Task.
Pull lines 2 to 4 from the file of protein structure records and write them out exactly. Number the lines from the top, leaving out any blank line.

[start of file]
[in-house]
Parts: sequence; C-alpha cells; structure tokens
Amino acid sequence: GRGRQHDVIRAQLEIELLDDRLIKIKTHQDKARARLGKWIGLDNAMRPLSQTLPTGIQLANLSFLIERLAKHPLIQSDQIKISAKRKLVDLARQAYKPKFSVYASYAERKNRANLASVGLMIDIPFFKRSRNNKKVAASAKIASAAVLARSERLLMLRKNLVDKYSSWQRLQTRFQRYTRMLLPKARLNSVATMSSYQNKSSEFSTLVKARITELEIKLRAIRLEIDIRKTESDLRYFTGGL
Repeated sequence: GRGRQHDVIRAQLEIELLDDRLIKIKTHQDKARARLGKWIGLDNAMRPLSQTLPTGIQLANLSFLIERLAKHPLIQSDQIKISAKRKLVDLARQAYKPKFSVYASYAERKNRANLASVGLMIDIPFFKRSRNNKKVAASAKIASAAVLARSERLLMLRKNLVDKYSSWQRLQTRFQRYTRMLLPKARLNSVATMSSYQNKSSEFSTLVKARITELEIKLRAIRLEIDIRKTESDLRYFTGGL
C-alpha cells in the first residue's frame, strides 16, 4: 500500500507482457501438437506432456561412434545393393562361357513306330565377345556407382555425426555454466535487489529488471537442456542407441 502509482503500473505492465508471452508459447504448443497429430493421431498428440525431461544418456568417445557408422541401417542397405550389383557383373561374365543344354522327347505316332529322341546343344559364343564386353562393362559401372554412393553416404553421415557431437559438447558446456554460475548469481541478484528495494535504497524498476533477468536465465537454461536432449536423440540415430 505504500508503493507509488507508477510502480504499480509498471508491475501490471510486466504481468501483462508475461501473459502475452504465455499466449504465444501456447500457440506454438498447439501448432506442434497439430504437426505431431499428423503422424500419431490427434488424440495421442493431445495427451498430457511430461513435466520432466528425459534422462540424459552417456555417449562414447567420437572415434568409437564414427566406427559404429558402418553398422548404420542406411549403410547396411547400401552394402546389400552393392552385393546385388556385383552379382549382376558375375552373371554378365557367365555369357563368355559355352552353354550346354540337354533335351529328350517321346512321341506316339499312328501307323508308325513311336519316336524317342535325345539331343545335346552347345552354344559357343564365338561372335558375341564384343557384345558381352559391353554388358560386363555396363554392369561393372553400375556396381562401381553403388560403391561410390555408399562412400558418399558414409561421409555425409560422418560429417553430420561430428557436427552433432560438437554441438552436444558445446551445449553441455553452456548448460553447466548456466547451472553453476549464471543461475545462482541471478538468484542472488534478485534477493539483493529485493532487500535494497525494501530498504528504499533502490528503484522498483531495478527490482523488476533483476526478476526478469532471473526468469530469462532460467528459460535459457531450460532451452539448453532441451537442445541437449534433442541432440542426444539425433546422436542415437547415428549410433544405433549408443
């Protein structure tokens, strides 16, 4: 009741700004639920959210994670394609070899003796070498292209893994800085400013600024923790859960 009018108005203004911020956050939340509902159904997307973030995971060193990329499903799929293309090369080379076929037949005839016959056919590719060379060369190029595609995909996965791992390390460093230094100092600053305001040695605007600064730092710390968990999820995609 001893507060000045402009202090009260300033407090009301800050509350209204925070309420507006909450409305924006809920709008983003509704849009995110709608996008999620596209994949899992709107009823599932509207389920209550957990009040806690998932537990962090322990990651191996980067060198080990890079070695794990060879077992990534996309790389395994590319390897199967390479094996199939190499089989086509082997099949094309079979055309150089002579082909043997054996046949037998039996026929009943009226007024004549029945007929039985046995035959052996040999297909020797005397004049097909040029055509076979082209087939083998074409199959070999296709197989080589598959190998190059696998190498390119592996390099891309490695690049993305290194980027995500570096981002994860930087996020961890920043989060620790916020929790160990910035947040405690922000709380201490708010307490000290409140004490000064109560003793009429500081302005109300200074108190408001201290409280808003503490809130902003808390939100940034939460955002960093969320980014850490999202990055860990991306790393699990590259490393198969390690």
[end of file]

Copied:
Parts: sequence; C-alpha cells; structure tokens
Amino acid sequence: GRGRQHDVIRAQLEIELLDDRLIKIKTHQDKARARLGKWIGLDNAMRPLSQTLPTGIQLANLSFLIERLAKHPLIQSDQIKISAKRKLVDLARQAYKPKFSVYASYAERKNRANLASVGLMIDIPFFKRSRNNKKVAASAKIASAAVLARSERLLMLRKNLVDKYSSWQRLQTRFQRYTRMLLPKARLNSVATMSSYQNKSSEFSTLVKARITELEIKLRAIRLEIDIRKTESDLRYFTGGL
Repeated sequence: GRGRQHDVIRAQLEIELLDDRLIKIKTHQDKARARLGKWIGLDNAMRPLSQTLPTGIQLANLSFLIERLAKHPLIQSDQIKISAKRKLVDLARQAYKPKFSVYASYAERKNRANLASVGLMIDIPFFKRSRNNKKVAASAKIASAAVLARSERLLMLRKNLVDKYSSWQRLQTRFQRYTRMLLPKARLNSVATMSSYQNKSSEFSTLVKARITELEIKLRAIRLEIDIRKTESDLRYFTGGL